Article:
Universal-Scale Solar

Solar energy is good for our environment and our economy.


NextEra Energy Resources operates 33 universal-scale solar projects in the United States.



Clean, Reliable and Affordable

Solar plants operate when energy consumption needs are at their highest, effectively matching energy supply and demand. Solar energy is cost effective and has reached parity with natural gas in certain markets.


From Start to Finish

NextEra Energy Resources’ construction team is experienced in building universal-scale solar plants. Hundreds of construction workers can be involved in a typical solar construction project. Our goal is to hire as many workers from the area as possible. Construction typically takes between six and 12 months.


Siting and Development



Siting a solar project is challenging work. The right combination of solar conditions, power transmission lines and land all play important roles.

Our developers work with landowners to walk them through the process, meet with local officials on project progress, conduct environmental assessments, complete historical and archaeological reviews, arrange connection to the power grid, secure customers for the site’s generated electricity, attend public meetings to gain approval for construction, permitting and land use zoning; and procure the necessary equipment for construction.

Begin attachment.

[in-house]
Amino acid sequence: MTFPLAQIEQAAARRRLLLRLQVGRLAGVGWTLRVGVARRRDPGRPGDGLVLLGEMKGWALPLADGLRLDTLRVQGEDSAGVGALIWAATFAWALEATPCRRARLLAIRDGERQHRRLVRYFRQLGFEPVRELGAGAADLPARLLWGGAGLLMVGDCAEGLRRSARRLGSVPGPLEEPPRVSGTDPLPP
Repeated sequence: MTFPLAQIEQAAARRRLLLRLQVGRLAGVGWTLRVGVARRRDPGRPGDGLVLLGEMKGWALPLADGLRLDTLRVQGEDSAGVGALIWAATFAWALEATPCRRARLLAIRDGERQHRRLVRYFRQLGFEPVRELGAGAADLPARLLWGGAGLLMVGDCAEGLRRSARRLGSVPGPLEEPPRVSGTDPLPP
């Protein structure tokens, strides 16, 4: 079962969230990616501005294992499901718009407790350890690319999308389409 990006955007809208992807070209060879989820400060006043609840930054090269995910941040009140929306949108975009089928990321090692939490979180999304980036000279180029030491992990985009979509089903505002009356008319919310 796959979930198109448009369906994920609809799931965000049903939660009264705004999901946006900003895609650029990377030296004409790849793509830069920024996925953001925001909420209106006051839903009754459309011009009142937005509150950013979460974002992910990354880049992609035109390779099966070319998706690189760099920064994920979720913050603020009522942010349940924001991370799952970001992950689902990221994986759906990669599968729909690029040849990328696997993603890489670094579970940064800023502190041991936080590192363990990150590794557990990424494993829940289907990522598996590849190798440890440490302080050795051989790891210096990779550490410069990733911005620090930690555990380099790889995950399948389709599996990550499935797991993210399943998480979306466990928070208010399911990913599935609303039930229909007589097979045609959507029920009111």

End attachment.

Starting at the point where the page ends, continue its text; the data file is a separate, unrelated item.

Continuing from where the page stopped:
Once approvals are in place and contracts are signed, solar PV energy sites can usually be built in six to twelve months. Steps include:

  • Erect a fence for safety;
  • Lay high-quality gravel roads to accommodate heavy equipment;
  • Construct a substation, and possibly an operations and maintenance building;
  • Install the solar arrays; and
  • Test and commission the completed arrays.


Ready for Operations



Once construction is complete and the plant is commissioned, commercial operations begin. The site is then turned over to operations staff who operate and maintain the solar plant.

Solar panel rows at White Pine Solar, Butler, GA

How Solar Energy Works

  1. As sunlight hits the solar panels, the solar energy is converted into direct current electricity (DC).
  2. The direct current is connected on cables from each row of panels and flows into power inverters where it is converted into alternating current (AC).
  3. The AC electricity passes through a power transformer.
  4. The transformer boosts the voltage of the current for delivery onto the transmission lines, so local electric utilities can distributed the electricity to homes and businesses along the electrical grid.